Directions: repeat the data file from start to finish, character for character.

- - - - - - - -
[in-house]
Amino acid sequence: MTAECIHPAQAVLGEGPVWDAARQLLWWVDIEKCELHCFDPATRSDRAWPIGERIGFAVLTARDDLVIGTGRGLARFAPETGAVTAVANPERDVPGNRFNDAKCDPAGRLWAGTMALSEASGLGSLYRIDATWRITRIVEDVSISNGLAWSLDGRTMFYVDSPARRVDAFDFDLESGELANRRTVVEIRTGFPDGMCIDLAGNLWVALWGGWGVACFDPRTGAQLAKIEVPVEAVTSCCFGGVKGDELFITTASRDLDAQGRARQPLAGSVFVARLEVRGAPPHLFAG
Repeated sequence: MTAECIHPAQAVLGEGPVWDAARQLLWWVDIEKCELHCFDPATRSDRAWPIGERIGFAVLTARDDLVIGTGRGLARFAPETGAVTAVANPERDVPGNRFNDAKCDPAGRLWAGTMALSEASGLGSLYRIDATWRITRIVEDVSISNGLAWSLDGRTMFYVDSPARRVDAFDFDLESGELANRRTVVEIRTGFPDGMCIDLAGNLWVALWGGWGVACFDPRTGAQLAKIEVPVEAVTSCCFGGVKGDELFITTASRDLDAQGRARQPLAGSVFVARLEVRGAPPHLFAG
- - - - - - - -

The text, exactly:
[in-house]
Amino acid sequence: MTAECIHPAQAVLGEGPVWDAARQLLWWVDIEKCELHCFDPATRSDRAWPIGERIGFAVLTARDDLVIGTGRGLARFAPETGAVTAVANPERDVPGNRFNDAKCDPAGRLWAGTMALSEASGLGSLYRIDATWRITRIVEDVSISNGLAWSLDGRTMFYVDSPARRVDAFDFDLESGELANRRTVVEIRTGFPDGMCIDLAGNLWVALWGGWGVACFDPRTGAQLAKIEVPVEAVTSCCFGGVKGDELFITTASRDLDAQGRARQPLAGSVFVARLEVRGAPPHLFAG
Repeated sequence: MTAECIHPAQAVLGEGPVWDAARQLLWWVDIEKCELHCFDPATRSDRAWPIGERIGFAVLTARDDLVIGTGRGLARFAPETGAVTAVANPERDVPGNRFNDAKCDPAGRLWAGTMALSEASGLGSLYRIDATWRITRIVEDVSISNGLAWSLDGRTMFYVDSPARRVDAFDFDLESGELANRRTVVEIRTGFPDGMCIDLAGNLWVALWGGWGVACFDPRTGAQLAKIEVPVEAVTSCCFGGVKGDELFITTASRDLDAQGRARQPLAGSVFVARLEVRGAPPHLFAG